So who is going to win big at the Oscars on Sunday?

It’s a tough year for predictions at the Academy Awards, but Esther McCarthy sticks her neck out on who’ll take the gongs on Sunday

THE frocks, the tux and the botox have all been ordered and Hollywood is ready for its close-up at the biggest party of the movie year.

Oscar night is on Sunday and for the third year running, the Irish are punching well above their weight, featuring among the nominees in several shortlists. But with the spoils spread throughout awards season so far, and no clear frontrunner in most of the major categories, it’s tricky to predict how Irish nominees will fare on the night.


Nominees: The Shape of Water, Three Billboards Outside Ebbing, Missouri, Get Out, Lady Bird, The Post, Dunkirk, Call Me By Your Name, Darkest Hour, Phantom Thread.

London/Irish director Martin McDonagh’s (we’re claiming him) Three Billboards Outside Ebbing, Missouri is up for seven Oscars including Best Picture and I have great regard for this problematic but powerful film. But despite Three Billboards’ BAFTA success, sea-creature adult fairy tale The Shape of Water Appears to have the edge, though I found it a little insubstantial. If McDonagh misses out on best picture you could well see him awarded for his original screenplay.

I wouldn’t rule out a surprise charge from a couple of others here, including the charming coming-of-age film, Lady Bird, and the race sci-fi horror Get Out. At 14/1, the timely Get Out sounds like a decent outside gamble.

Will Win: The Shape of Water.

Should Win: Three Billboards.


Nominees: Guillermo Del Toro, Christopher Nolan, Greta Gerwig, Jordan Peele, Paul Thomas Anderson.

McDonagh’s omission is surprising here, and only once this century has a movie won best picture without a director nomination — that was Ben Affleck’s Argo.

Del Toro looks like a big favourite here, and certainly the handsome-looking The Shape of Water ticks a lot of boxes in terms of directorial achievement. In hope more than expectation, I’m rooting for Nolan, whose work on the excellent Dunkirk has been overlooked all awards season.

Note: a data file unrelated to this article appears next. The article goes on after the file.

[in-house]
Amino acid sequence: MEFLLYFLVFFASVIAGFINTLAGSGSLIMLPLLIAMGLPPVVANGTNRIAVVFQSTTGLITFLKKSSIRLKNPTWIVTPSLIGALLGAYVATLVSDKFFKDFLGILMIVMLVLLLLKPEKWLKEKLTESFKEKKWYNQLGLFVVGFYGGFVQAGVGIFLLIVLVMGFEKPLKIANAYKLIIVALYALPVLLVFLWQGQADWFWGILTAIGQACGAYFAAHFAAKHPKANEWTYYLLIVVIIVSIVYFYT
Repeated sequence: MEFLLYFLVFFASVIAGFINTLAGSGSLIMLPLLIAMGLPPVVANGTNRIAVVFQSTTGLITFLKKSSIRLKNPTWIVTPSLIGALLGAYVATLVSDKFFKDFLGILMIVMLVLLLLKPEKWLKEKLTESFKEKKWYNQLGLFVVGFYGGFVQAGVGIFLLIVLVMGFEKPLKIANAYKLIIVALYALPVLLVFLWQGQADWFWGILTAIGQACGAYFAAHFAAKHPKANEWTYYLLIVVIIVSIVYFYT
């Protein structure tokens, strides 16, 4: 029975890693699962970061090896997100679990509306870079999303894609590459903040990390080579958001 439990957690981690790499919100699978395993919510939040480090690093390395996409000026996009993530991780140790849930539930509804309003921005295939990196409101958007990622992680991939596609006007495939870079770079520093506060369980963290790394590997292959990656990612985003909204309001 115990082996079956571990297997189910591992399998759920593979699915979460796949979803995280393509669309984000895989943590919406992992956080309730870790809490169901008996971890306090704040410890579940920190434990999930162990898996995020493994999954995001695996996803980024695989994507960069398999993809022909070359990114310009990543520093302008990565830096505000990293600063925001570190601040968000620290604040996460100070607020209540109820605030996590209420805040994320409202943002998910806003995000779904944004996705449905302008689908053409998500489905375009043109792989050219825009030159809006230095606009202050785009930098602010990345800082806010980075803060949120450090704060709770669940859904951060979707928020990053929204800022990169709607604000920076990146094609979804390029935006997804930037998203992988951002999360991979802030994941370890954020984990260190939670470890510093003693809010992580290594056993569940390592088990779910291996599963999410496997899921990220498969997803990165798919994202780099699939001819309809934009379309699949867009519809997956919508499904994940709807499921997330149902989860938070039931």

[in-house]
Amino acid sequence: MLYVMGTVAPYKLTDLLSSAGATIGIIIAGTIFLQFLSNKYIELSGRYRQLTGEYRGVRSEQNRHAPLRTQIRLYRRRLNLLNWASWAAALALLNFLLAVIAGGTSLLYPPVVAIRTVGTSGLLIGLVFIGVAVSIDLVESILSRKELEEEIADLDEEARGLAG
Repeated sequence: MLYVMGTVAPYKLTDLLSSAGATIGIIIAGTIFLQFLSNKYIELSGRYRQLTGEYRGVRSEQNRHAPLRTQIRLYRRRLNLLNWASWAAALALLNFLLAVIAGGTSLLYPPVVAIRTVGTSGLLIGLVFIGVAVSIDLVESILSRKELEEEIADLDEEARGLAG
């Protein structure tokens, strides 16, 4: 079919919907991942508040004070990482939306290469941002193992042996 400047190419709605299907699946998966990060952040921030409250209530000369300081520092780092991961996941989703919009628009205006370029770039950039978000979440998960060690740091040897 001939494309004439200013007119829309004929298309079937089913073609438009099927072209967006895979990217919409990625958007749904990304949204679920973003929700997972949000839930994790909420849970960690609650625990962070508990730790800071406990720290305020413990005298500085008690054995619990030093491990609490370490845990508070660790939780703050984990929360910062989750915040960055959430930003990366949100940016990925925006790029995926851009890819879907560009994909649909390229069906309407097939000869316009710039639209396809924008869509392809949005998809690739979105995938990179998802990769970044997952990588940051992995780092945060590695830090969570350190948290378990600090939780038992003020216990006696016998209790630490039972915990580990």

Will Win: Del Toro.

Should Win: Nolan.


Nominees: Gary Oldman, Timothee Chalamet, Daniel Day-Lewis, Daniel Kaluuya, Denzel Washington.

In an unpredictable year, this of all the categories is a dead cert. I don’t see anyone pipping Oldman for his portrayal of Winston Churchill — it was a great performance in a nevertheless average film, and he’s been winning all season. If pushed, I’d say keep an eye out for Kaluuya —Get Out, and his work on it, was widely admired.

Will Win: Oldman.

Should Win: Oldman.


Nominees: Frances McDormand, Saoirse Ronan, Sally Hawkins, Margot Robbie, Meryl Streep.

This is quite the scrap of a category, packed with great performances. I can’t see Frances McDormand, who has won just about every prize going for the bereaved and ferocious Mildred Hayes in Three Billboards, being beaten here. Ronan leads the chasing pack for her best work yet on Lady Bird, and we should celebrate her third nomination, quite a feat at the age of 23.

Will Win: McDormand.

Should Win: McDormand.


Nominees: Coco, The Breadwinner, Loving Vincent, Ferdinand, Boss Baby.

Cork’s Nora Twomey is only the second female solo director ever to be nominated in this category, but can she take on the might of Pixar? The big studio’s Mexican-set movie has been winning most of the big prizes in the run-up, but Twomey’s The Breadwinner is best placed to pull off a potential upset, according to some pundits.

Top industry website Deadline Hollywood is among those cautioning against Coco being a certainty, and Twomey has spent much of her recent time in LA discussing her film and building support. But Coco’s been more widely seen by voters.

Will Win: Coco.

Should Win: The Breadwinner.


Nominees: Phantom Thread, Beauty and the Beast, The Shape of Water, Darkest Hour, Victoria and Abdul.

Ireland’s Consolata Boyle, a frequent collaborator with Stephen Frears, has earned her third Oscar nomination (all in Frears’ films) with Victoria & Abdul. But she faces tough competition in what is a very strong year in this category. The stunning 1950s couture designs which feature in The Phantom Thread places the film as frontrunner here, with Beauty and the Beast the most likely threat.

Will Win: Phantom Thread.

Should Win: Phantom Thread.

The Academy Awards take place late on Sunday night, Irish time. Highlights on RTÉ2 on Monday at 9.30pm

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